On the Saturday, the club races were held where two junior medals and four senior medals were won. Dylan Gwynne Jones won a gold medal for 4min row under 16. Beri Tomkins won a gold medal with a new personal best of 543 metres rowed in two minutes. Beri now holds four records – year 6 school and Welsh record; and year 7 school and Welsh record.

In the adult event, Leo O’Connor won a bronze medal for 60+years 500m; Hannah Lodder won two gold medals for Ladies 40+ years 500m and Ladies 40+years 2km; and Sam Owen won silver medal for Ladies 40+years 2km.

There are weekly Indoor Rowing sessions held at Ysgol Bro Teifi, Llandysul; Aberaeron Comprehensive School; and Bro Pedr School, Lampeter. These sessions are supported by CRIW which are the indoor rowing group within Ceredigion. CRIW also run sessions on a Monday evening at Aberaeron Leisure Centre.

Rhidian Harries, Active Young People Officer, said, “The Young Rowers from Ceredigion have done fantastically well at this national competition. The event was very well organised, and many English schools that are recognised as rowing schools attended. However, the children from Ceredigion showed that they could compete against anyone. It’s a great credit for them and also for CRIW, who have been working tirelessly to grow the sport in the area. Their support and enthusiasm has been crucial, and they should take great pleasure in the success and the performances of these young rowers.”

CRIW will be running their own Indoor Rowing Competition at Teifi Leisure Centre, Cardigan on Saturday, 28 March 2020. Search them on Facebook for more information.

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Magistrates uphold council decision not to renew dog-breeding licence

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ON MONDAY 18 November 2019, Rhydian Jones of Waun Lluest, Gorrig, Llandysul appeared before Aberystwyth Magistrates at an appeal hearing objecting to the decision not to renew his Dog Breeding Licence.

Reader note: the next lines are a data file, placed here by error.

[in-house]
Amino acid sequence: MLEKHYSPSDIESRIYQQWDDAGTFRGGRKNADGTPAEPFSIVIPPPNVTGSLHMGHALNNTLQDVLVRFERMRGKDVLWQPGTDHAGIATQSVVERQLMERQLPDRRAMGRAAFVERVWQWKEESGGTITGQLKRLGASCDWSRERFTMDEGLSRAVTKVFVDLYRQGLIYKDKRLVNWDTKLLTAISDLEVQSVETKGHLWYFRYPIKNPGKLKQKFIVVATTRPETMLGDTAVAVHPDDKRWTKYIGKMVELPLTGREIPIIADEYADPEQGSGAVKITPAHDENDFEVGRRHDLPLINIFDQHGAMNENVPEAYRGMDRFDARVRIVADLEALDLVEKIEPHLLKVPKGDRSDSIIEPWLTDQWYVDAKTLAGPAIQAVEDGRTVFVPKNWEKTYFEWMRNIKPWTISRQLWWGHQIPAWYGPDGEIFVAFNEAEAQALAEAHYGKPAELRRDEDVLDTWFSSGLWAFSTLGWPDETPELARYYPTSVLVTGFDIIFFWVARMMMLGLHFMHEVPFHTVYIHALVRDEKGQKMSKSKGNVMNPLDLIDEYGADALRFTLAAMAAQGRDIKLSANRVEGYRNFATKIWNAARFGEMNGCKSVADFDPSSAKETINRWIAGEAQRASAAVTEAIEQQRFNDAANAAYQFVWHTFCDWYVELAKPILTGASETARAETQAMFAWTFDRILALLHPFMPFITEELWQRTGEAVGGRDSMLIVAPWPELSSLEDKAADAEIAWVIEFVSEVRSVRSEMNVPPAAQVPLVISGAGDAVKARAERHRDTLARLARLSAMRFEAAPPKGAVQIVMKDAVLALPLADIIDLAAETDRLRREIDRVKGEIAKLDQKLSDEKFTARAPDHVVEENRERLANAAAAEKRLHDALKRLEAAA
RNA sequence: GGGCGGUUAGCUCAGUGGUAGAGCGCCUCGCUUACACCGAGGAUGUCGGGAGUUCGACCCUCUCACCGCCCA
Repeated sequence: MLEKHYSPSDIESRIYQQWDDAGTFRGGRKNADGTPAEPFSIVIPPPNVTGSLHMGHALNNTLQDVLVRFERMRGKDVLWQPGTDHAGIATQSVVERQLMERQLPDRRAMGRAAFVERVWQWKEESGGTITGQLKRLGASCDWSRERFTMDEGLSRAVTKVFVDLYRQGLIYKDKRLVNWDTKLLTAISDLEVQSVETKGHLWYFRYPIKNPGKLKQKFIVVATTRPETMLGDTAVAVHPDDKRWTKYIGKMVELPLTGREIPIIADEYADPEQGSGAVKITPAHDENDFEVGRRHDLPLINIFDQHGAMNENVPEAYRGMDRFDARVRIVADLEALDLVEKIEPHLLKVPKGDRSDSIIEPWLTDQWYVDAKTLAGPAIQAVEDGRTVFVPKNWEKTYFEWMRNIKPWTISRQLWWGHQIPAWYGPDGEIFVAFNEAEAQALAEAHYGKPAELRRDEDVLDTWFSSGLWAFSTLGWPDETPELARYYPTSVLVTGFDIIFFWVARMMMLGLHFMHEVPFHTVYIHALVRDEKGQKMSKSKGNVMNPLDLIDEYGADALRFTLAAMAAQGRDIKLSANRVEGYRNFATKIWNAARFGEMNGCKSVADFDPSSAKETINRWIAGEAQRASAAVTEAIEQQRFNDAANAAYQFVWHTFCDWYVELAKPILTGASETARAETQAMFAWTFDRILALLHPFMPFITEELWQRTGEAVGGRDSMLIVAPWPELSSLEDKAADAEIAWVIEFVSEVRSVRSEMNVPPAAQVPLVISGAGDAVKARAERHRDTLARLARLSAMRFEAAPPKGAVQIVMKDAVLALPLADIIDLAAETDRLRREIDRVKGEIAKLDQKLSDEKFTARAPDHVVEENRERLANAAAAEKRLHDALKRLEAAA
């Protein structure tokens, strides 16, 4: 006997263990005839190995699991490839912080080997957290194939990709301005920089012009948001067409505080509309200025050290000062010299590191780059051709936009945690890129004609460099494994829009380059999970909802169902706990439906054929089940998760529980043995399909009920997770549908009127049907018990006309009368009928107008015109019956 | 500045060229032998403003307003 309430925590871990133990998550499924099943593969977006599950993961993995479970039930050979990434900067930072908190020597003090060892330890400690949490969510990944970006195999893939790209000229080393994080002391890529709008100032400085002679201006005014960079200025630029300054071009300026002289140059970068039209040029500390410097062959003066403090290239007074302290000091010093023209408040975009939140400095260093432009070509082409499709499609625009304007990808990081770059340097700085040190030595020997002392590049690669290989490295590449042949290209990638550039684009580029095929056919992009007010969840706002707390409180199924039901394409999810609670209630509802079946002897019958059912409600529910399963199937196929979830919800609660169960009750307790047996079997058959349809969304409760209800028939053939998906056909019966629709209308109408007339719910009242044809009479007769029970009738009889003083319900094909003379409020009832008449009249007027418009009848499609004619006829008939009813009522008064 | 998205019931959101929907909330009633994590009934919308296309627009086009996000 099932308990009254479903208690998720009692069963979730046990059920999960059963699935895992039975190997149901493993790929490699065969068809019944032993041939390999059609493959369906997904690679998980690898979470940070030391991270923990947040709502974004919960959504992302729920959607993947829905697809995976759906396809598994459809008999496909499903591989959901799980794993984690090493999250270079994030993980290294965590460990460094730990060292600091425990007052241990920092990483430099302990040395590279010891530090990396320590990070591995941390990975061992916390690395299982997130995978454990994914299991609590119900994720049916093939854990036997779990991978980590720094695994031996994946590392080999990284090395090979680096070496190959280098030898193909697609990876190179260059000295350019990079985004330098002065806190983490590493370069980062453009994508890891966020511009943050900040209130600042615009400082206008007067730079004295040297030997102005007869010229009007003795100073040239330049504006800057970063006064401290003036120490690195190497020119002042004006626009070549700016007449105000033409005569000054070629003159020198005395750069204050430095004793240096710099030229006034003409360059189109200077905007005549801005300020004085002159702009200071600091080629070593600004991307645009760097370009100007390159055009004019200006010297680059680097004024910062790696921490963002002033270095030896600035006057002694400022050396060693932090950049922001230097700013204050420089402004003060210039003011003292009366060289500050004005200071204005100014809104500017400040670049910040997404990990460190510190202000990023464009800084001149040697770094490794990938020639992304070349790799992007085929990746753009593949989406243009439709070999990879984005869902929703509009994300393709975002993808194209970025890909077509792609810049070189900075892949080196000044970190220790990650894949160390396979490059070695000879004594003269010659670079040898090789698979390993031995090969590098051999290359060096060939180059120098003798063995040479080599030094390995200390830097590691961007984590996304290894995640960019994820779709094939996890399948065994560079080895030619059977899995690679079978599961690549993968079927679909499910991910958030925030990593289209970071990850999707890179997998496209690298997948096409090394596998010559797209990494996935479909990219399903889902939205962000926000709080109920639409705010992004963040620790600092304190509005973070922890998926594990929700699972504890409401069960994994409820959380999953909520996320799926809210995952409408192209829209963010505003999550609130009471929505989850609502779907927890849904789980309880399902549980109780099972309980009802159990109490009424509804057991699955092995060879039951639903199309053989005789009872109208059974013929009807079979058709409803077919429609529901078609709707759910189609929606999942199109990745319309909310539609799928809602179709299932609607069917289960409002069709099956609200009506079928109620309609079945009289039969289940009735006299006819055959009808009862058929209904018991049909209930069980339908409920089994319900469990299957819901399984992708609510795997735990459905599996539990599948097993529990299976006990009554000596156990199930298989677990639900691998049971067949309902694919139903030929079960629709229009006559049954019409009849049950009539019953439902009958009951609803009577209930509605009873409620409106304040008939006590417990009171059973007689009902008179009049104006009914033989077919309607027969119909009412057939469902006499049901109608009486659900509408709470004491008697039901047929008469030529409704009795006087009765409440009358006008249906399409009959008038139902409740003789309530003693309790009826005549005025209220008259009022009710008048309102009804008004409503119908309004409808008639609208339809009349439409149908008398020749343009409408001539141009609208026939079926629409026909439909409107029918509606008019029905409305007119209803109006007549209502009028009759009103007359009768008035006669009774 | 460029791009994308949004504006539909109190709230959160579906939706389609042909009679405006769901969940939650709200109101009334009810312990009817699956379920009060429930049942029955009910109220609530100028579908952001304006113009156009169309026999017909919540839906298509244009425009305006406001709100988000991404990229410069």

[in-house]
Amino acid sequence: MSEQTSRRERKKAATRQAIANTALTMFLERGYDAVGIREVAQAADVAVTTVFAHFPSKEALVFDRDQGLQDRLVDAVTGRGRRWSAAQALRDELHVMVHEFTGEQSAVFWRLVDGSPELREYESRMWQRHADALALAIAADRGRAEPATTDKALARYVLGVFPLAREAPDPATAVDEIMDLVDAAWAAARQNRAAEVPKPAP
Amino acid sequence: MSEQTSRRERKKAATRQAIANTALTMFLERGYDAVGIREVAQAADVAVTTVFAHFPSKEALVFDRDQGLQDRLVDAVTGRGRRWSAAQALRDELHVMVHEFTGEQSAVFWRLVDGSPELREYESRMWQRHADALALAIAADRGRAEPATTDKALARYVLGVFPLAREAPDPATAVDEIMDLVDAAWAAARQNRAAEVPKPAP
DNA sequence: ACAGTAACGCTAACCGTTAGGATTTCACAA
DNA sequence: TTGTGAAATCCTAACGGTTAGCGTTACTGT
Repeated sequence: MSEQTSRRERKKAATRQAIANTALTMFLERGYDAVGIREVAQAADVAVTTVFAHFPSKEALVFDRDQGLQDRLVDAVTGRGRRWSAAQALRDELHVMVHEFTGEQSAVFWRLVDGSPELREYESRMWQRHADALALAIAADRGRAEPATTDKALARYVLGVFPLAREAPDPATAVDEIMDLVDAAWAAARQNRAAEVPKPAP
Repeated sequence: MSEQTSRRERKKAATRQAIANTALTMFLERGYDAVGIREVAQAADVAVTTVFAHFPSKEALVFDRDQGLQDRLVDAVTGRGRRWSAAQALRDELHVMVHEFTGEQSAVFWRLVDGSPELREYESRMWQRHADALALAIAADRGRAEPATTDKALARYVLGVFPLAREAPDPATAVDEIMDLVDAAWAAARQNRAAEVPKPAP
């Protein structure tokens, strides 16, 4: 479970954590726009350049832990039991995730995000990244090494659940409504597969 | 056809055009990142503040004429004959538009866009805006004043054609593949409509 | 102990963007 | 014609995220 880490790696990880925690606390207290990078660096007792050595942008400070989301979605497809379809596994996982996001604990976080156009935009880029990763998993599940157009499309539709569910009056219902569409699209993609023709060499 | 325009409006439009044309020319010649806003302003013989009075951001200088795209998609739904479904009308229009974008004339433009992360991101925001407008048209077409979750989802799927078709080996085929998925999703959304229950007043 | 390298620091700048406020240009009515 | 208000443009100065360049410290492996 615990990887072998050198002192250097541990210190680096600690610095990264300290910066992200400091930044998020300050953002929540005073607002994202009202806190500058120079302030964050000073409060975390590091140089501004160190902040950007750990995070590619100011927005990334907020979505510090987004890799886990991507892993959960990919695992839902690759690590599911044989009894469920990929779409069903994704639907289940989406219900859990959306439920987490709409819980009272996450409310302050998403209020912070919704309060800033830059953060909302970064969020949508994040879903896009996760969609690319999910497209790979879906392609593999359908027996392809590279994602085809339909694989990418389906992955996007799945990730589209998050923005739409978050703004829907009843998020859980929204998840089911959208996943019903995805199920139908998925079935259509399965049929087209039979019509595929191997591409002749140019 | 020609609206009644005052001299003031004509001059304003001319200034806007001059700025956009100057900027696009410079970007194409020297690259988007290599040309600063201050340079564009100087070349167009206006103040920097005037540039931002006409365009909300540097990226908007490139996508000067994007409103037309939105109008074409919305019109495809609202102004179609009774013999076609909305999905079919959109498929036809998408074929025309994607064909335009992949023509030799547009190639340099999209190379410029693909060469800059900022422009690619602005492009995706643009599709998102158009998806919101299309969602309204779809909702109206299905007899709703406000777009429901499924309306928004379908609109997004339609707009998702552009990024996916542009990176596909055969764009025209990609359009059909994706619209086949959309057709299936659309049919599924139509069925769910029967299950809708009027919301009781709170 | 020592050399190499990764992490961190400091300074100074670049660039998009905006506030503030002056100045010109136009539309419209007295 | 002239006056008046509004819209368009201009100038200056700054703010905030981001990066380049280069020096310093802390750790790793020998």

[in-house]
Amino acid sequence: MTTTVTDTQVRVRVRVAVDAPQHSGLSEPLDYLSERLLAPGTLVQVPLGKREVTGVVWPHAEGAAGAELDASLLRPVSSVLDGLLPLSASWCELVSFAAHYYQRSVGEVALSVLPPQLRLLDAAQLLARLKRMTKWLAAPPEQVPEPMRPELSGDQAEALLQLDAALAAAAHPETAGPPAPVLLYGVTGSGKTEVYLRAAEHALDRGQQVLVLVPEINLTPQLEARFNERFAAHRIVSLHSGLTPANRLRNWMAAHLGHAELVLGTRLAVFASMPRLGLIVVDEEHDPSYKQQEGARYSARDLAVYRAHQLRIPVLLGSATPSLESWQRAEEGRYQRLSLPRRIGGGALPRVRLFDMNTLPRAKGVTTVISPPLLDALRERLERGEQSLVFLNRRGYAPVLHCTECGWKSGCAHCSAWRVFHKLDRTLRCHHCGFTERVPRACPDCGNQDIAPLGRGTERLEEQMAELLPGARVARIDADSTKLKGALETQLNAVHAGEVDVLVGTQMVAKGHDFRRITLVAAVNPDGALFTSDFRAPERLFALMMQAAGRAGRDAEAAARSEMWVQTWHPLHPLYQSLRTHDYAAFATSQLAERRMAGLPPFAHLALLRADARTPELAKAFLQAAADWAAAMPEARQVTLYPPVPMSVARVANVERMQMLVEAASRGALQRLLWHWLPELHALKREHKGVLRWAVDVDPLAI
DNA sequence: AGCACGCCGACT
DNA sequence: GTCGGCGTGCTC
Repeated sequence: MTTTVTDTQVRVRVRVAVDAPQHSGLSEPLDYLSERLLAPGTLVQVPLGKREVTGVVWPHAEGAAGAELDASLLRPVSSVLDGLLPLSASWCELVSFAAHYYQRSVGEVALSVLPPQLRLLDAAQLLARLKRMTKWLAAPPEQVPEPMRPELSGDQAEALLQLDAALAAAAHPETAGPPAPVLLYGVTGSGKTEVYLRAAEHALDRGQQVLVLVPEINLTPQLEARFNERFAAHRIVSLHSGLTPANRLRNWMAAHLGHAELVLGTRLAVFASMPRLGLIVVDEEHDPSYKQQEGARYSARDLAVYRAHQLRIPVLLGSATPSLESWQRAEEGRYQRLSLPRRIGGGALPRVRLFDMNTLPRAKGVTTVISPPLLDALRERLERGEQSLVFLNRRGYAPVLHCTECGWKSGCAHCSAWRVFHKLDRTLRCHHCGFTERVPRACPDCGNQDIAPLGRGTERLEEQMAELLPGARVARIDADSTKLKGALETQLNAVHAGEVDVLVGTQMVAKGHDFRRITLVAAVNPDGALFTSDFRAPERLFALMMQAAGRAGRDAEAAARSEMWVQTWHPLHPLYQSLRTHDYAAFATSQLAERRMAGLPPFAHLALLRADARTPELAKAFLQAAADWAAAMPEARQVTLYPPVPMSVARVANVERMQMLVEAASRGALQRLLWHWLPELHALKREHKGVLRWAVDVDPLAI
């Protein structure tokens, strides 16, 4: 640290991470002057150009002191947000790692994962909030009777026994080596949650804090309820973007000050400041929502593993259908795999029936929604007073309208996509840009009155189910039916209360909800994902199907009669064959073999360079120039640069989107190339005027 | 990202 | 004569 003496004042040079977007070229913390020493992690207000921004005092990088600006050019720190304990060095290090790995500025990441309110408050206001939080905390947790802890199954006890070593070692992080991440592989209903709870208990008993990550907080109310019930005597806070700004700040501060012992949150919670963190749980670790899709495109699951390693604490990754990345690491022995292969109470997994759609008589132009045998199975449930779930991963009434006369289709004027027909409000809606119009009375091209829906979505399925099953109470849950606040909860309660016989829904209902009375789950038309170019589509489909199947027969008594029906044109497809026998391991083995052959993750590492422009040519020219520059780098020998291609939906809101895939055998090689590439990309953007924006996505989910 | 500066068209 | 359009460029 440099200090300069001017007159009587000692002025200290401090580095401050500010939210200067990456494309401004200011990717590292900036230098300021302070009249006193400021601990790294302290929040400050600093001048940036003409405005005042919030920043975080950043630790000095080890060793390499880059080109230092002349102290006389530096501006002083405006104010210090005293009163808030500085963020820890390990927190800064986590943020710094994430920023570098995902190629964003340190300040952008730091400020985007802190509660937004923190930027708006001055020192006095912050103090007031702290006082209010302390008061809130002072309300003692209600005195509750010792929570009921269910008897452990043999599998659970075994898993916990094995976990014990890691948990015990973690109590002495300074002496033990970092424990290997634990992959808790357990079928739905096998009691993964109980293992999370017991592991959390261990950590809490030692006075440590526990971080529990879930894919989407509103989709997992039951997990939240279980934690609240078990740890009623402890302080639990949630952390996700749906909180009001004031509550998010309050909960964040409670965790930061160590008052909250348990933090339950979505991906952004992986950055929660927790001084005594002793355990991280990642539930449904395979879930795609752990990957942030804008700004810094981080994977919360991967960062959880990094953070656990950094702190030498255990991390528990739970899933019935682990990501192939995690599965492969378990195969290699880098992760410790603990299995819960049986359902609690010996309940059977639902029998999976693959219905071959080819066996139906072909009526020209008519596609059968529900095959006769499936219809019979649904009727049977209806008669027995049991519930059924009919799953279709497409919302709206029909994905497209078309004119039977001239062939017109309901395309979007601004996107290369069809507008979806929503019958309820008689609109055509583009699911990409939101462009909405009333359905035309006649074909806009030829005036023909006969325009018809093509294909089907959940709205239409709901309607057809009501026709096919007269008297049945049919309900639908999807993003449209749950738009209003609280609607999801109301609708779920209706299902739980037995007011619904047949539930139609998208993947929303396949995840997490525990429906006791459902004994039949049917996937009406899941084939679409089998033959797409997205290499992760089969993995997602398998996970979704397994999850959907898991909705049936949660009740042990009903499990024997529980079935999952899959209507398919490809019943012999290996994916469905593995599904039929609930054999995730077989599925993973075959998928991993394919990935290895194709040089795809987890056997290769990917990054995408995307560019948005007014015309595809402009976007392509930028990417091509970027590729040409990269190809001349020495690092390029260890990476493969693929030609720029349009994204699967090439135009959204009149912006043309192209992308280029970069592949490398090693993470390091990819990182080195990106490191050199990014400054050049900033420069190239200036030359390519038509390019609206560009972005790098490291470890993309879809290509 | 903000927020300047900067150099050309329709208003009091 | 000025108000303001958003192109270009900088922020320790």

Ceredigion County Council took the decision under the Animal Welfare (Breeding of Dogs) (Wales) Regulations 2014, because of breaches in licence conditions identified during unannounced inspections of the premises. The breaches included the lack of supervision, enrichment and socialisation given to the dogs. Breaches also included the unsatisfactory cleaning of premises and the absence of dog breeding records. There was also a failure to make improvements requested of Mr Jones previously.

Health and Welfare Reports provided during the hearing detailed health problems with the dogs which included lice and mange.

Mr Jones disputed the findings and decision of the council throughout the appeal hearing. His defence referred to the considerable amount of improvements that had been completed.

The court concluded that the council had provided full and clear grounds for not renewing the Dog Breeding Licence, stating that the council was both reasonable and proportionate in their actions. The court accepted that the establishment was unsatisfactory in many respects whilst acknowledging that significant improvements had been made. It took into consideration the history of non-compliance at Waun Lluest, the testimony given by the appellant and the lack of confidence in him as a licensee. The court concluded that the recent improvements made by Mr Jones were unlikely to be sustained and found in favour of the council. The appeal was dismissed. Mr Jones was ordered to pay £500 costs.

Alun Williams is the council’s Corporate Lead Officer responsible for Policy and Performance. He said, “We are delighted that Magistrates found in our favour. A decision not to renew a licence is not taken lightly and officers and council solicitors had to build a robust case to present to the court. We will continue to make unannounced inspection visits to all licensed dog breeders in the county, the great majority of which operate well within regulations and the conditions of their licence. We will also pursue those individuals who breed dogs without a licence. Anyone with information on such activities should contact the council on 01545 570 881.”

Mr Jones previously held a licence to breed 26 adult dogs. His establishment had recently featured in a BBC Wales investigative documentary, although the council had decided not to renew the licence many months before broadcast.